Gosens celebrates with Hummels - AFPGosens celebrates with Hummels - AFP

Gosens celebrates with Hummels – AFP

Fifa ranking: 12
Coach: Joachim Löw
England record: P32 W13 D6 L13 F51 A42
Euros so far: Talk of tactical crises, a coach past his best and a stuttering start for a new generation of players seemed apparent in opening defeat to France. A narrow reverse but their toil in vain to equalise did not inspire confidence. Those cobwebs were blown away emphatically on Saturday with a 4-2 win over Portugal. Another thumping win in Munich over Hungary on Wednesday night could make them the form team of this Euros.
Strengths: Relentless in victory against Portugal, with wing backs Joshua Kimmich and Robin Gosens particularly impressive. Plenty of experience now Thomas Muller and Mats Hummels have been welcomed back into the fold, with Kai Havertz and Serge Gnabry looking bright up front. Manuel Neuer coming to the end of his career but still the steadiest of operators.
Weaknesses: Did make hard work of Portugal game in the end, looking jittery at 4-2 when a thrashing seemed likely early in the second half. Portugal’s opening goal showed their vulnerability to a swift counter-attack, and France’s rearguard was a helpful blueprint of how to frustrate them.


Cristiano Ronaldo looks frustrated - SHUTTERSTOCKCristiano Ronaldo looks frustrated - SHUTTERSTOCK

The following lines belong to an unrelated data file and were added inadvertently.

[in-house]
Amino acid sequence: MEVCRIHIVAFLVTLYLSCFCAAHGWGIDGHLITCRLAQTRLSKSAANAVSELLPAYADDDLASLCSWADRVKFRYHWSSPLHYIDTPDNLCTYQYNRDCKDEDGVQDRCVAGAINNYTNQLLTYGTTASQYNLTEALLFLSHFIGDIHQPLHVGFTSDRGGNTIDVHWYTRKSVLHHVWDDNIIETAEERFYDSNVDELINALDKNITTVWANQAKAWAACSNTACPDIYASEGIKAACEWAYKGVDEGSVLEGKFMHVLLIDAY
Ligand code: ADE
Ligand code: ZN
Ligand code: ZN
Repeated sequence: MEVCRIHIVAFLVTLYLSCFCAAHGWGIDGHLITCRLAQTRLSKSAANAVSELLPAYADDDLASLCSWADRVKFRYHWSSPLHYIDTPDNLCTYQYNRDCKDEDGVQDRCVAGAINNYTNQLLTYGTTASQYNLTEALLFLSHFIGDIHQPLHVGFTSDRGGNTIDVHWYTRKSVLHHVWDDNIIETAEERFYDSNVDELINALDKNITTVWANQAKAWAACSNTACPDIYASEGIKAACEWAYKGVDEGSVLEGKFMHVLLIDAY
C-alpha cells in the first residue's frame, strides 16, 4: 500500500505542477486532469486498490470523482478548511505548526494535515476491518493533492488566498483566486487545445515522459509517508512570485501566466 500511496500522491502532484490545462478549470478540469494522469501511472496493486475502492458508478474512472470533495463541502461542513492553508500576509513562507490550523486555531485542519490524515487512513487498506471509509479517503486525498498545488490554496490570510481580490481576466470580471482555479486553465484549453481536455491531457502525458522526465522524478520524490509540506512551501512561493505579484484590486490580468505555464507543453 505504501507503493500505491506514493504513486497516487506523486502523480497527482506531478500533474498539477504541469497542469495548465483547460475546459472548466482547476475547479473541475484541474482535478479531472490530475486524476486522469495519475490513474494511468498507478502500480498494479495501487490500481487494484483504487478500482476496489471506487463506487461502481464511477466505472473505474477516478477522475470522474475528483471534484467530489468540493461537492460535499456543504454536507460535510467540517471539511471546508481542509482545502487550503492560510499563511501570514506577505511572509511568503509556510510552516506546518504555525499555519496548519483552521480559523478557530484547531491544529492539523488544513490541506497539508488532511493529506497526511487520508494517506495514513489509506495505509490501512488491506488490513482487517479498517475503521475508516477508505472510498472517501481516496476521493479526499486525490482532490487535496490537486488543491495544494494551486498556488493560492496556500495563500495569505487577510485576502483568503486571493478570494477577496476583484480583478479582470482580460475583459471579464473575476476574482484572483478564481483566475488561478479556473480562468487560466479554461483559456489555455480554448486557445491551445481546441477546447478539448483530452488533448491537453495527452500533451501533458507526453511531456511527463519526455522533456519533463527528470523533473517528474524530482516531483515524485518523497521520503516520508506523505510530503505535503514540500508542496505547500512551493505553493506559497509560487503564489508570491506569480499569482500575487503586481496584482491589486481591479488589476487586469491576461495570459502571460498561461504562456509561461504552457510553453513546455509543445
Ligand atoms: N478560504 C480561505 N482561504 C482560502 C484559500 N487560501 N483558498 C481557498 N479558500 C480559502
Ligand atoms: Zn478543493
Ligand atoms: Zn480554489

Cristiano Ronaldo looks frustrated – SHUTTERSTOCK

Fifa ranking: 5
Coach: Fernando Santos
England record: P23 W10 D10 L3.
Euros so far: 3-0 win in Hungary did not reflect a tight game, with Raphael Guerreiro only opening the scoring with six minutes left. Ronaldo looked ominous when scoring the two goals which followed, then again when giving his side the lead in Munich. That impression did not last and now defeat to France would send them home.
Strengths: A far better team on paper than the champions of 2016, with Ruben Dias in central defence, Diogo Jota assuming some of the attacking responsibility and exciting options off the bench. Have Cristiano Ronaldo.
Weaknesses: Defence seemed shambolic at times against Germany, Bruno Fernandes looks tired, Ronaldo undeniable but has been a tournament of fits and starts so far.


Packed stadium behind goal in Budapest - GETTY IMAGESPacked stadium behind goal in Budapest - GETTY IMAGES

Packed stadium behind goal in Budapest – GETTY IMAGES

Fifa ranking: 37
Coach: Marco Rossi
England record: P22 W15 D2 L5 F56 A30